Concerns about the risk of Great Depression II involve three batches of things
about to hit the fan -- stuff in Europe we've talked about before, stuff in China
which is leaking out into the Financial Times, and, in the US, the fear that
abrupt action to reduce debt will be done in a way which raises unemployment
and creates negative debt.
I received an interesting piece today about the sequestration threat which is due to hit in full force in January (with many pink slips to come at about election day). I saw
an estimate somewhere that unemployment may tick up to about 9.5 percent immediately.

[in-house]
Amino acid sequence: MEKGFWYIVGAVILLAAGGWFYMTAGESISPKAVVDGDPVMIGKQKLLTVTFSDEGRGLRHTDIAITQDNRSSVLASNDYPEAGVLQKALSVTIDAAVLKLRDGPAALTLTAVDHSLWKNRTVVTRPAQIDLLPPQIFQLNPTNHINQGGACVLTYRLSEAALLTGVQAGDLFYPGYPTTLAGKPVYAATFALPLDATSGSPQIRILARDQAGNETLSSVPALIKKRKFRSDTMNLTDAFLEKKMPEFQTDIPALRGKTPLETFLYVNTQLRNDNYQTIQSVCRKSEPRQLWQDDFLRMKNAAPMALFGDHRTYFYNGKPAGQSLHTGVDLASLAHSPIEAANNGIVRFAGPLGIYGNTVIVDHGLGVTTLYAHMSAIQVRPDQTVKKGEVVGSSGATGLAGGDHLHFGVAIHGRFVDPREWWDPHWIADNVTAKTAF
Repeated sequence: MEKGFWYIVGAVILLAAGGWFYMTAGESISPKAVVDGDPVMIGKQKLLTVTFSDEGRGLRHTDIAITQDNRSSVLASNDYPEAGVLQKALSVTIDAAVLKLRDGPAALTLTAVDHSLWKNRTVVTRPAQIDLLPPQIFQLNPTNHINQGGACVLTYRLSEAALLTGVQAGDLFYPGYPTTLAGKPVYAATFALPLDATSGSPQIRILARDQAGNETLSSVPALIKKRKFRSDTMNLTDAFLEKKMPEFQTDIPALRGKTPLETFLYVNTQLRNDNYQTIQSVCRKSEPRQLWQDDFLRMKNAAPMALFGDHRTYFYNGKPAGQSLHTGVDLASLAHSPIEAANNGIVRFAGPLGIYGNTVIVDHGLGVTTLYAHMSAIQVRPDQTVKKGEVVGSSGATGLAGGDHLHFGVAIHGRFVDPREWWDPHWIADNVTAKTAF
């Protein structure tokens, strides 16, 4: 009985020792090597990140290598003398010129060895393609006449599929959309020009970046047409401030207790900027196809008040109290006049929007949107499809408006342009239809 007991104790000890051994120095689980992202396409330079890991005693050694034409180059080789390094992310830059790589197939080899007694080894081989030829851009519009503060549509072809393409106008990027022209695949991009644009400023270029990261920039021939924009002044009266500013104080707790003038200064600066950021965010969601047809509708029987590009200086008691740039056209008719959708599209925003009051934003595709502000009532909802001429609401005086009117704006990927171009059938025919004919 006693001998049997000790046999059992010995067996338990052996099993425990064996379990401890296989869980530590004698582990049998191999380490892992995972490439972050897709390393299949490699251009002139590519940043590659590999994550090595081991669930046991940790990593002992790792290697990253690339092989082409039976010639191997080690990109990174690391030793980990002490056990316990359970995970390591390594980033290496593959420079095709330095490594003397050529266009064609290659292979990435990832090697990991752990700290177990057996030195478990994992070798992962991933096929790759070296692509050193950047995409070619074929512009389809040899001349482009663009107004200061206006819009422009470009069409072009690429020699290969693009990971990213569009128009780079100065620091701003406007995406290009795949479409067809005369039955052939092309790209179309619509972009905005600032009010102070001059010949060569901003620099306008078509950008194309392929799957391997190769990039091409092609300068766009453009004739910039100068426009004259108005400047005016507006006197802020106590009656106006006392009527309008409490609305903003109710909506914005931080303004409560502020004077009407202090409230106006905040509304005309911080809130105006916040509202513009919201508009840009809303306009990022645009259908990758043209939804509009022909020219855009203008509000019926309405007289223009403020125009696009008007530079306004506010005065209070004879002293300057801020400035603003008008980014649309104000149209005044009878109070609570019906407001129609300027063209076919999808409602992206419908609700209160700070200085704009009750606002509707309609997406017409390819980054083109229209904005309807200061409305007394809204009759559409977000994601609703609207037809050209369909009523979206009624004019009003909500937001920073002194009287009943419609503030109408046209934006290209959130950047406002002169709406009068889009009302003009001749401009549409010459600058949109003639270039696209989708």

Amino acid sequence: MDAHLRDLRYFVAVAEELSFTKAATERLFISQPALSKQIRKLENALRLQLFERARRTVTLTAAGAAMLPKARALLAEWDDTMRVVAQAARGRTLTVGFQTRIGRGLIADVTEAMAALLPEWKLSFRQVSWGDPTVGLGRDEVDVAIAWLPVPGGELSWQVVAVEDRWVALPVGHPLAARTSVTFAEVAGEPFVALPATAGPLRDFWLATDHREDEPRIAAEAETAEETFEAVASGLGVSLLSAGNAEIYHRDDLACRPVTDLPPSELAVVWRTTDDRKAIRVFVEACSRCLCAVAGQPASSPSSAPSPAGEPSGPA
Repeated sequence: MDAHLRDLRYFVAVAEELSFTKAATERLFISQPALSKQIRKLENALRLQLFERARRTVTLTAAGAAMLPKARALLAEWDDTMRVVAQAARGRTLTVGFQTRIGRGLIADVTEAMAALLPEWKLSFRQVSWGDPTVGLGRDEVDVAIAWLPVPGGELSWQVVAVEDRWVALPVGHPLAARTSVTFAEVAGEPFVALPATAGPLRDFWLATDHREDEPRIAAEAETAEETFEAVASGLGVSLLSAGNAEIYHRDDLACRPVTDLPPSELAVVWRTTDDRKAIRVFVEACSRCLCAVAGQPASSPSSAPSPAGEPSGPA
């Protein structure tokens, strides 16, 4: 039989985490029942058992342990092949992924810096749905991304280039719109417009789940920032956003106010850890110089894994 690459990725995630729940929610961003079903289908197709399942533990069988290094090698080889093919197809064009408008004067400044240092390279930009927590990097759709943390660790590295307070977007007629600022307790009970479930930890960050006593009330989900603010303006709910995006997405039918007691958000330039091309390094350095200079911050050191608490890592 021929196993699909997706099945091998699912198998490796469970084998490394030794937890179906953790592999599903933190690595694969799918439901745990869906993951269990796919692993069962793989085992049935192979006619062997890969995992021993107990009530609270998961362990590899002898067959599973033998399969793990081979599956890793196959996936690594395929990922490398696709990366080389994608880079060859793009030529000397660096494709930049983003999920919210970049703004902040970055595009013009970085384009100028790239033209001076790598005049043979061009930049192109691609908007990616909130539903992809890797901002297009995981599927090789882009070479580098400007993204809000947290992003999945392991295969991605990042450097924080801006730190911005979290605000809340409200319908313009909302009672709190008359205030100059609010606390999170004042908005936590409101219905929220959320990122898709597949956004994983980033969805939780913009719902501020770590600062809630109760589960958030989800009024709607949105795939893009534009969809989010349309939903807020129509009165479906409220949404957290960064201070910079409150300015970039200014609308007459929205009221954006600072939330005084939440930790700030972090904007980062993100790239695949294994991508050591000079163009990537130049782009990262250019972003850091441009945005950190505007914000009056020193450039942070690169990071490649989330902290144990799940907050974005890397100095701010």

What I saw today was a more optimistic piece, citing a more bleak assessment:
The optimistic piece seems to be assuming "Well, if government spending in
some sector is reduced by X dollars, total demand won't go down by X; there must be balancing effects, such that it goes down by X/2, or even .9X -- a kind
of natural adaptation."
That's really sad. Economists have their arguments, but empirical studies have verified again and again that there are multiplier effects -- that the reduction in total demand would be more like 3X.
That's if we do things the dumb way. However, current news does indeed suggest we are on path to doing things the dumb way, in part because partisan warfare makes it hard for people to act on analytical and creative approaches to minimizing the risk. But... that doesn't justify giving up ...